Nettle oil is a concentrated extraction made from the leaves and stems of the common nettle plant, which is known scientifically as Urtica dioica. The plant as a whole has been used in holistic medical treatments for centuries and is a known anti-inflammatory, which means that it can reduce swelling and inflammation in people and many animals. It also has a number of moisture-sealing properties. Today, the oil is most commonly found in many all-natural remedies for things like dry skin and scalp and minor joint inflammation, particularly arthritis. It can also be used to treat seasonal allergies.
The common nettle, which is also known as hemp nettle, white nettle, devil’s leaf and stinging nettle, is a herbaceous perennial flowering plant that grows in the underbrush and shallow forest lands in most of North America and Europe; subspecies also live throughout Southeast Asia and Australia. The “stinging” and “devil’s leaf” names are likely related to the defensive fibers or hairs that line the underside of the leaves. These fibers detach when they’re touched by skin or fur, and they can cause topical irritation in people and most animals. Most people react by getting little raised red bumps on the skin that itch like little bug bites. The chemicals in the leaves that are responsible for the stinging sensation can be important medically, and are often thought to be one of the reasons why the extracted oils are so effective.
Nettle leaves have been used for centuries by communities around the world to treat irritation, itching, redness and other scalp and skin conditions. Nettle extract can be in oil or alcohol form. The oil can be found in many personal care products, such as soap and hair conditioner. It can be rubbed onto the skin to help burns and abrasions heal quickly. The oil can also be taken in capsule form and is widely believed to provide many health benefits.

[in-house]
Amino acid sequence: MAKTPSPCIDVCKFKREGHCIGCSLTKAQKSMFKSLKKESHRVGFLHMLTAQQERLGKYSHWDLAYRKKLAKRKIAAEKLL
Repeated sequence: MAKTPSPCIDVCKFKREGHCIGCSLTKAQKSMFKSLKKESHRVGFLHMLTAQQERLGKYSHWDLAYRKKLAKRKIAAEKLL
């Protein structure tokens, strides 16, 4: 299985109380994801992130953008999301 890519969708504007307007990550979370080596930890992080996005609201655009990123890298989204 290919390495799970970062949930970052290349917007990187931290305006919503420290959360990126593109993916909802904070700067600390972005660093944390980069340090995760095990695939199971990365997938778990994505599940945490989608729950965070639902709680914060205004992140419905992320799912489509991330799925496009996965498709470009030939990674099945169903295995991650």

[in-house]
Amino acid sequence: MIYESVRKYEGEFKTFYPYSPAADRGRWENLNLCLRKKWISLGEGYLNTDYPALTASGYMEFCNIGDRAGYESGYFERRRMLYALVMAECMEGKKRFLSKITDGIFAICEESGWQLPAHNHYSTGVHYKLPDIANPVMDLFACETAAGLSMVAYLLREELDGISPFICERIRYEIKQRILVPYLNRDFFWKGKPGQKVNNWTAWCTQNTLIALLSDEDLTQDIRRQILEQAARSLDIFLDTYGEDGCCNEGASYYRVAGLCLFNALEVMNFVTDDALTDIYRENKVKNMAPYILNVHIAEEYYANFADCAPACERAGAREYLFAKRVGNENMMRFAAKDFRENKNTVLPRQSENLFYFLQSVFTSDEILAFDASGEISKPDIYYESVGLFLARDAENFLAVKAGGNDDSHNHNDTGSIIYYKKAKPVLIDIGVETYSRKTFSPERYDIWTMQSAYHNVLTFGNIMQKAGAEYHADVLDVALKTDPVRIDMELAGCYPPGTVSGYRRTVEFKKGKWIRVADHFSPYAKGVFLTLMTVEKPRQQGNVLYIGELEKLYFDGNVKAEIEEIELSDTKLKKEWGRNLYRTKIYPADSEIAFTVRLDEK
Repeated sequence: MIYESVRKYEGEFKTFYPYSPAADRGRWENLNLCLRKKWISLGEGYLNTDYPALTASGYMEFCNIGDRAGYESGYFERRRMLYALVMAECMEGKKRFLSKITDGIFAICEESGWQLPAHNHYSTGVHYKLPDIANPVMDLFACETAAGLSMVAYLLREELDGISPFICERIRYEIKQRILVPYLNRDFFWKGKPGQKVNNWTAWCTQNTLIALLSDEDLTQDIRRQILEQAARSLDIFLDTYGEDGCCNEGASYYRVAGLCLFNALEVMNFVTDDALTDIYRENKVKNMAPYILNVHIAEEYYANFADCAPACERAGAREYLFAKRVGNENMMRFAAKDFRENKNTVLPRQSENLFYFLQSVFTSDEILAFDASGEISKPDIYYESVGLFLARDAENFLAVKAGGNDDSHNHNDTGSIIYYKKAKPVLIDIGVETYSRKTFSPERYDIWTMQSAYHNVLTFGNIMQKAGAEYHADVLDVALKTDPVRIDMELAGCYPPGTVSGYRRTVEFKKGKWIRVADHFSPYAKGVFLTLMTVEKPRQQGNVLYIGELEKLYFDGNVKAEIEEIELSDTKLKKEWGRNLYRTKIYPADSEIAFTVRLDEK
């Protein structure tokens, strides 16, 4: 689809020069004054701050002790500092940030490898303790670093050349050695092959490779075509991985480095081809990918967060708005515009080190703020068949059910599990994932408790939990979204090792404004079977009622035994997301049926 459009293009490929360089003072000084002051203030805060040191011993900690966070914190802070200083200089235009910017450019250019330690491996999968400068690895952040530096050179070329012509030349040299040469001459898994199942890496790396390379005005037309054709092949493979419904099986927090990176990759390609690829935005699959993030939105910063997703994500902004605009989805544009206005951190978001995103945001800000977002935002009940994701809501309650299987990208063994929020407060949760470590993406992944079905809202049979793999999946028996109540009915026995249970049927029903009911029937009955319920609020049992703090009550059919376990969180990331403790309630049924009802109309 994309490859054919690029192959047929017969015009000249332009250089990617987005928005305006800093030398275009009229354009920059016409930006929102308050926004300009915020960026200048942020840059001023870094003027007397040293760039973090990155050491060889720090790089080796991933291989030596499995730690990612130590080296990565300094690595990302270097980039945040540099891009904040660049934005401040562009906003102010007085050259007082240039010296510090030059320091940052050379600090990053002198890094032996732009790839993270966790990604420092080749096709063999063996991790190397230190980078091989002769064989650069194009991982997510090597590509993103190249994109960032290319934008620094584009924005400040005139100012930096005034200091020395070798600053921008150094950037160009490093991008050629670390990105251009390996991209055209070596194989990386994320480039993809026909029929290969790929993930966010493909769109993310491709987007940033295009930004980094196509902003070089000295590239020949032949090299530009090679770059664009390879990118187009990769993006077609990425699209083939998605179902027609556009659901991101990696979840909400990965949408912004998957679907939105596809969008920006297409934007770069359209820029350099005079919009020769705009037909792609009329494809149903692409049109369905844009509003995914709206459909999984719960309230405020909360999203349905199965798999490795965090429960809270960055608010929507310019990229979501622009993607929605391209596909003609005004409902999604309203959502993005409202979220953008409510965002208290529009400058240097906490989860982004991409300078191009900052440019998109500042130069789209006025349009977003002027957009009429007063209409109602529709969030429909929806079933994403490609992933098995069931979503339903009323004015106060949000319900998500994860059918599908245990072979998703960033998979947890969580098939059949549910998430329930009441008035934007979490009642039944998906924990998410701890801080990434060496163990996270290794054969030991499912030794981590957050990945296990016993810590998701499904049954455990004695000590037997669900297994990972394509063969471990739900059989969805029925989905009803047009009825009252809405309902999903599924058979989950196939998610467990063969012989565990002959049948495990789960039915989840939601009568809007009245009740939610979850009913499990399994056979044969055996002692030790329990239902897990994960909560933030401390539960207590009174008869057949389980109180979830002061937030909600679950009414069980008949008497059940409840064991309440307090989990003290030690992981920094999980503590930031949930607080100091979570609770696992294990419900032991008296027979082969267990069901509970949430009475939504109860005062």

In ancient times, people used the nettle's stem to create tough fibers to make cloth, and cooked nettle leaves were eaten. Nettle was used as medicine to treat tuberculosis, arthritis and coughs, as well as to increase hair growth. Romans would rub nettle leaves on their skin to restore circulation. The ancient Greeks and Romans used the plant’s oil on their skin to treat skin irritation and redness as well as help prevent wrinkles.
Extracting the Oil
Nettle oil is available in many pharmacies and chemists as an over-the-counter remedy, and these commercial extractions are usually quite pure. Commercial manufacturers typically concentrate large quantities of leaves and use high-powered distillation machines and expellers to remove the oil, drop by drop. It’s often suspended in vitamin oil or another substance, but not always.
It can also be made at home, which can be a good choice for people who have a lot of nettles growing on their land or who are looking for a truly at-home remedy for certain ailments. The most common method involves putting the leaves in a dark bottle with pure, or virgin, olive oil, covering it tightly, and letting it sit in a dark place for two to three weeks. Dark glass is better than light as it prevents the penetration of sunlight, which can change the chemical composition of the concoction. The leaves should be strained out and discarded; as long as they’ve had long enough to soak, their core elements have leeched into the oil and infused it.
Use for Skin Conditions
Shampoo that contains nettle not only promotes healthy hair growth, but is also great for controlling natural oils that can lead to residue buildup. The nettle oil should be massaged into the hair and scalp and should remain there for a minute or two before it is rinsed out. It can also be used as a deep conditioner by leaving it on the hair and scalp overnight, typically with a shower cap to protect bedding and clothing.
Nettle in soap can help clear up redness and irritation, and will usually also moisturize dry skin. It can work well for reducing wrinkles and stopping new ones from forming. In capsule form, nettle oil is used as a diuretic and detoxifies the kidneys, and it helps fight gout, prostate issues, and even allergies.
Treating Inflammation and Infection
The oil is rich in chlorophyll, silica, iron and other nutrients, which can make it effective when used by people who have arthritis, rheumatism, or certain types of osteoporosis. It can be rubbed directly onto the skin or taken in capsule form for these purposes. This oil also can be used to help burns and skin abrasions heal quickly. It can be applied directly to the wound several times a day. When taken as directed, there aren’t usually any known side effects of this oil.